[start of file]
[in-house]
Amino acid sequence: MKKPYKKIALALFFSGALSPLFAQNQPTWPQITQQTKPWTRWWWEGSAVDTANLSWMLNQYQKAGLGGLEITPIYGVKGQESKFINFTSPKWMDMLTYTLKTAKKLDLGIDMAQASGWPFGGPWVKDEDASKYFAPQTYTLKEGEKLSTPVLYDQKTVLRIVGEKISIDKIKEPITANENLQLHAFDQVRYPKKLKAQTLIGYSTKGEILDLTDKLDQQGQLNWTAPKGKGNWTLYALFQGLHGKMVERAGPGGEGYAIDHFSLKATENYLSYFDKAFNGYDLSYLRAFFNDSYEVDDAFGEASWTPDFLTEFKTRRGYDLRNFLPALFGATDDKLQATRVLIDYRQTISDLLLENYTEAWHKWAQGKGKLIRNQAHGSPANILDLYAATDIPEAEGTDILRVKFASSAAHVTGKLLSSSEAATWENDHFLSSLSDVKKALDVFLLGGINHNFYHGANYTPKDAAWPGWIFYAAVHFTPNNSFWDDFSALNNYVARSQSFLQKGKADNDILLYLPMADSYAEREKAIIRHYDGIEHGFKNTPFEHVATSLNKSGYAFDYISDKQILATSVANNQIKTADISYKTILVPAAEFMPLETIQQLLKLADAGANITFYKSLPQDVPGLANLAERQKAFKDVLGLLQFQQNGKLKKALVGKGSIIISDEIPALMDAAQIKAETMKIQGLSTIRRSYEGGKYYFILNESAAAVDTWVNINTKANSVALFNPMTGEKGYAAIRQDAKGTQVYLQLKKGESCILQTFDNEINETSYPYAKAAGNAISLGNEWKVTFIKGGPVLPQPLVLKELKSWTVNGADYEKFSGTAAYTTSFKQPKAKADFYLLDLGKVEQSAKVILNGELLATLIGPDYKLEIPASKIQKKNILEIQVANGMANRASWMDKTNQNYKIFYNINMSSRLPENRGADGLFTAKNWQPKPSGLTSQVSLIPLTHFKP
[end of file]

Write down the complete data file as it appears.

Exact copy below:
[in-house]
Amino acid sequence: MKKPYKKIALALFFSGALSPLFAQNQPTWPQITQQTKPWTRWWWEGSAVDTANLSWMLNQYQKAGLGGLEITPIYGVKGQESKFINFTSPKWMDMLTYTLKTAKKLDLGIDMAQASGWPFGGPWVKDEDASKYFAPQTYTLKEGEKLSTPVLYDQKTVLRIVGEKISIDKIKEPITANENLQLHAFDQVRYPKKLKAQTLIGYSTKGEILDLTDKLDQQGQLNWTAPKGKGNWTLYALFQGLHGKMVERAGPGGEGYAIDHFSLKATENYLSYFDKAFNGYDLSYLRAFFNDSYEVDDAFGEASWTPDFLTEFKTRRGYDLRNFLPALFGATDDKLQATRVLIDYRQTISDLLLENYTEAWHKWAQGKGKLIRNQAHGSPANILDLYAATDIPEAEGTDILRVKFASSAAHVTGKLLSSSEAATWENDHFLSSLSDVKKALDVFLLGGINHNFYHGANYTPKDAAWPGWIFYAAVHFTPNNSFWDDFSALNNYVARSQSFLQKGKADNDILLYLPMADSYAEREKAIIRHYDGIEHGFKNTPFEHVATSLNKSGYAFDYISDKQILATSVANNQIKTADISYKTILVPAAEFMPLETIQQLLKLADAGANITFYKSLPQDVPGLANLAERQKAFKDVLGLLQFQQNGKLKKALVGKGSIIISDEIPALMDAAQIKAETMKIQGLSTIRRSYEGGKYYFILNESAAAVDTWVNINTKANSVALFNPMTGEKGYAAIRQDAKGTQVYLQLKKGESCILQTFDNEINETSYPYAKAAGNAISLGNEWKVTFIKGGPVLPQPLVLKELKSWTVNGADYEKFSGTAAYTTSFKQPKAKADFYLLDLGKVEQSAKVILNGELLATLIGPDYKLEIPASKIQKKNILEIQVANGMANRASWMDKTNQNYKIFYNINMSSRLPENRGADGLFTAKNWQPKPSGLTSQVSLIPLTHFKP